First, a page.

The situation had already occurred at the NBN second release site of Riverstone in Sydney’s north-west, where NBN Co was required to place the aggregation node in Richmond and the point of interconnect in Windsor in order to allow easier access by service providers.

The two locations were connected by a single Optical Distribution Frame extension, also covered by geographically diverse fibre routes.

Despite continued consternation around the 121 point plan, the competition watchdog has yet to indicate whether it would be willing to move on the issue.

iTnews understands NBN Co would technically be able to move back to its original, 14-point plan in the future but would require a differing regulatory mechanism from the Federal Government or ACCC to do so.
 
Remember to sign up to our new Telecommunications bulletin to stay connected with a concise online wrap of Australiaís telecommunications and ISP industry.

Fibre resiliency a plus

Despite the network design issue, Ferris believed the fibre being rolled out by NBN Co itself would prove resilient enough to serve Australia for more than 50 years.

He pointed to Verizon’s FiOS fibre rollout in the US as an example of the cable’s resiliency. The project, which had passed 16 million homes to date with fibre-to-the-premises technology, had so far registered a fault rate of 0.9 per 100 services.

That, compared to more than 10 faults per 100 services for the Australian copper access network, meant fibre would prove a more effective technology for up to 60 years, Ferris said.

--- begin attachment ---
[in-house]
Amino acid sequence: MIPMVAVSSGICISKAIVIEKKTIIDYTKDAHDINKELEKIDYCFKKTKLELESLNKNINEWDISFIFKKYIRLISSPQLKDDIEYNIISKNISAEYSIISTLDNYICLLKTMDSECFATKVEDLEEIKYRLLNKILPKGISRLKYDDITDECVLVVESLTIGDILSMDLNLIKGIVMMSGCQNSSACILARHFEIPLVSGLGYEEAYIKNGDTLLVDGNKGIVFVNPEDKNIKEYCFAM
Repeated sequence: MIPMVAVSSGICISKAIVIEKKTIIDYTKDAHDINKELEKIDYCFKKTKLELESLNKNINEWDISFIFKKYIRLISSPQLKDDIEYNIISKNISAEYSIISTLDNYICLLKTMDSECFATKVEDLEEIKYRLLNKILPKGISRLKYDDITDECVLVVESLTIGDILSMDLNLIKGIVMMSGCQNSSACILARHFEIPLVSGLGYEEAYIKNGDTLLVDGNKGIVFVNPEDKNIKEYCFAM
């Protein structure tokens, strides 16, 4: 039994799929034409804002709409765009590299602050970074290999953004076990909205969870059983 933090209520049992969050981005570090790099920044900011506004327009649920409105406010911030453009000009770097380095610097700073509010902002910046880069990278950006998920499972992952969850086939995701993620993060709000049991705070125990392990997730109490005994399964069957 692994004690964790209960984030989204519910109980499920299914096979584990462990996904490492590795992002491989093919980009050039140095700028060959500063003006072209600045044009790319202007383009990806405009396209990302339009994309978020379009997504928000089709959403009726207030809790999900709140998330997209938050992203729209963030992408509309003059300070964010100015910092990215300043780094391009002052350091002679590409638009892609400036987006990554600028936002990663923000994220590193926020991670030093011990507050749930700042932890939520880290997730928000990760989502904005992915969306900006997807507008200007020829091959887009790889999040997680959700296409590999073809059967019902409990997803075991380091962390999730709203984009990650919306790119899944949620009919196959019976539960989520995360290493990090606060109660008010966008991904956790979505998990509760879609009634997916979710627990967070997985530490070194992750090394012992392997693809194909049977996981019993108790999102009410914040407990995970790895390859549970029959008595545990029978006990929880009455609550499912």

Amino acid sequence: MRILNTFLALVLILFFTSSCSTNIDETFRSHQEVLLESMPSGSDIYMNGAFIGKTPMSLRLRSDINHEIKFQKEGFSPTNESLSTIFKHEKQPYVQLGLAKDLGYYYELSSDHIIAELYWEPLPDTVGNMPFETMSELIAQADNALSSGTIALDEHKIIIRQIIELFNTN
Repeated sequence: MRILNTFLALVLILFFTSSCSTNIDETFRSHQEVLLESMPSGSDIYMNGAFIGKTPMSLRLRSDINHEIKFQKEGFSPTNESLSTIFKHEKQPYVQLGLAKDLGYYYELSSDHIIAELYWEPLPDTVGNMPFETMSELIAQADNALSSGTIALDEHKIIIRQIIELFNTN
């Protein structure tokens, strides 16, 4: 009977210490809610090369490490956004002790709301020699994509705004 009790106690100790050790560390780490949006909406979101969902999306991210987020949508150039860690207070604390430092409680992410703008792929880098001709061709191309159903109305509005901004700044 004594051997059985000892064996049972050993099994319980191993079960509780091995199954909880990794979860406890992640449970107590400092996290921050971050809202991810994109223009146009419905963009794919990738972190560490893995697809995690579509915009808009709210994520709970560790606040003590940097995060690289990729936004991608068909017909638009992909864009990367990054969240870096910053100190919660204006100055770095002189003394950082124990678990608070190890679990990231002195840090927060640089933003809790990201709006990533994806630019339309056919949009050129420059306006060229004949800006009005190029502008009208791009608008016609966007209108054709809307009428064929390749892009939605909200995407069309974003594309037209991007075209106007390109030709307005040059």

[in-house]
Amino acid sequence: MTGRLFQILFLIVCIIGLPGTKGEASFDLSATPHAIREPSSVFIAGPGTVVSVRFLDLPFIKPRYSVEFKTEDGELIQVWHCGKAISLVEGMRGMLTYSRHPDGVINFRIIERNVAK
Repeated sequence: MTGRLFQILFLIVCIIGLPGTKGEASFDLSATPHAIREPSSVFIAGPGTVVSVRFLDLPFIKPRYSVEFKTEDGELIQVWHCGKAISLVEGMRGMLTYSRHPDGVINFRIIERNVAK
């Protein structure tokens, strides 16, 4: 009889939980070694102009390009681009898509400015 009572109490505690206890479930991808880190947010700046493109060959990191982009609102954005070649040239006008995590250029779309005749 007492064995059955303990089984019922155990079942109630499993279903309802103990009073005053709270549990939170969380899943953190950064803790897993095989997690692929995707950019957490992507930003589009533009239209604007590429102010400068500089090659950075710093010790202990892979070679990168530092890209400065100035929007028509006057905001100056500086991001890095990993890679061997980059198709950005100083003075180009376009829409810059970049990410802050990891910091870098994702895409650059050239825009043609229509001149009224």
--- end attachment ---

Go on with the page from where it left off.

NBN Co had already slated use of 60,000 kilometres worth of existing fibre in regional areas and 5000 kilometres in metropolitan areas as part of the network, much of which would be served through the interim and final deal with Telstra.

The deal would also cover use of 130,000 kilometres worth of Telstra-owned duct space, used where Telstra had combined power and existing infrastructure.

The continued use of Telstra infrastructure, including 900 of the incumbent’s exchanges, would come as relief to service providers, Ferris said, as “the reliability of that infrastructure is currently well known in the industry”.

“That’s the level [of reliability] we’ll be operating at,” he said.

Copyright © iTnews.com.au . All rights reserved.


NBN planner critiques 121-point design
 
 
 
Top Stories
Hockey flags billion-dollar Centrelink mainframe replacement
Claims 30 year-old tech is holding Govt back.
 
Ombudsman wants to monitor warrantless metadata access
Requests ability to report publicly.
 
Frugality as a service: the Amazon story
Behind the scenes, Amazon Web Services is one lean machine.
 
 
Sign up to receive iTnews email bulletins
   FOLLOW US...

Latest VideosSee all videos »

The great data centre opportunity on Australia's doorstep
The great data centre opportunity on Australia's doorstep
Scott Noteboom, CEO of LitBit speaking at The Australian Data Centre Strategy Summit 2014 in the Gold Coast, Queensland, Australia. http://bit.ly/1qpxVfV Scott Noteboom is a data centre engineer who led builds for Apple and Yahoo in the earliest days of the cloud, and who now eyes Asia as the next big opportunity. Read more: http://www.itnews.com.au/News/372482,how-do-we-serve-three-billion-new-internet-users.aspx#ixzz2yNLmMG5C
Interview: Karl Maftoum, CIO, ACMA
Interview: Karl Maftoum, CIO, ACMA
To COTS or not to COTS? iTnews asks Karl Maftoum, CIO of the ACMA, at the CIO Strategy Summit.
Susan Sly: What is the Role of the CIO?
Susan Sly: What is the Role of the CIO?